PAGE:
STUTZMAN: Hunts Points is not you know–hasn’t been known to be a very glamorous part of the Bronx. Um and so I’m very appreciative for the flexibility that Sunshine has had to just say “OK what’s in the community and who can we help?”
A few cubicles away from Stutzman’s office, things start to look a little more like a business incubator.
SANCHEZ: I have my own business. It’s called Mass Ideation.
That’s Miguel Sanchez. He founded the techy start-up in 2009. Mass Ideation creates digital content for all kinds of companies. It’s the kind of company the New York City’s Economic Development Corporation wanted to foster when it started funding business incubators. Sunshine Bronx is one of 25 city funded business incubators and workspaces created during the last few years of the Bloomberg administration..
Some of Mass Ideation’s innovations are apps that use a technology called “augmented reality.” Sanchez demonstrates what happens when you scan an informational flyer with his app “Vibrants” on a smart phone.
SANCHEZ: On one side of the flyer it triggers a 3D dancing robot. And then on the other side of the flyer is…
Sound of video triggered from flyer: “The next evolution in the way we take in information from printed materials. Vibrants contain technology that allow you to scan your prints with your mobile device and see video and or interactive content right on it. Essentially making it come alive.”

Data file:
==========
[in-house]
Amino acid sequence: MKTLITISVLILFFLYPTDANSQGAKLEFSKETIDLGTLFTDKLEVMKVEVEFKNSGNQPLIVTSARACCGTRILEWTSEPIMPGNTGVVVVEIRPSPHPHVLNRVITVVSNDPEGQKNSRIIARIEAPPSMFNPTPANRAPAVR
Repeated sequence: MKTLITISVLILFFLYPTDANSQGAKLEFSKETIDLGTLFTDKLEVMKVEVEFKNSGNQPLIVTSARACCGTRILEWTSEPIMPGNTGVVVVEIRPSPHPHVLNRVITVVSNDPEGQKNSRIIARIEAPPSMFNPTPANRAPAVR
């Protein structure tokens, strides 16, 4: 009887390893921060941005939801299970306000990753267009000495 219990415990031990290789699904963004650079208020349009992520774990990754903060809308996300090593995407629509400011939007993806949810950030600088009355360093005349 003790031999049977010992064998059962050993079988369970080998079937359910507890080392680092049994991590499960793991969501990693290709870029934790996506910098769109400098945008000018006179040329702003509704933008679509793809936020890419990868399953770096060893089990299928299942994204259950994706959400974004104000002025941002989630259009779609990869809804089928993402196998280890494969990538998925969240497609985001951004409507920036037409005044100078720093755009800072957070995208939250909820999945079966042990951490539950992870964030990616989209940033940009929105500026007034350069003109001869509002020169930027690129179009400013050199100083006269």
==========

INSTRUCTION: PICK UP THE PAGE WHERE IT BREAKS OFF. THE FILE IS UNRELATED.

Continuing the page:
SANCHEZ: So that’s pretty much what the technology does. It layers a layer of digital content on physical content. So print being the physical content in this context.
Sanchez says Mass Ideation currently has 18 employees though only 3, including him, are full time. All of them used to work at Sunshine. But the commute was long for some, so now everyone works remotely except Sanchez.
Mass Ideation was one of the first businesses to come here, says Sanchez. He hopes he is setting an example.
SANCHEZ: I want people to be able to come here and say “Alright if companies like mine can exist out of here then mine can as well, you know?”
Ask businesses in the Sunshine incubator what they get out of being here, and you get all kinds of answers.
For insurance broker Jason Crispin, it’s all about low rent and overhead costs.
CRISPIN: I’m paying 650 a month as opposed to paying 1300 a month. You know having my own office space and having to pay rent, electricity, um, internet, phone services, etc, etc. Cleaning. You know they clean here for you, so. (15 seconds)
Many entrepreneurs have to base their business out of home to save money on rent. Event planner Bailey Beacon says working in an incubator gives her day structure and isn’t isolating like working at home.
BEACON: I hate working out of my house. I’ve done it on and off over the years and I don’t last a month. I definitely need to feed off of other people. With out an office space home can be very distracting and can also be very isolating. And you go to a place like this and everyone has a good amount of energy.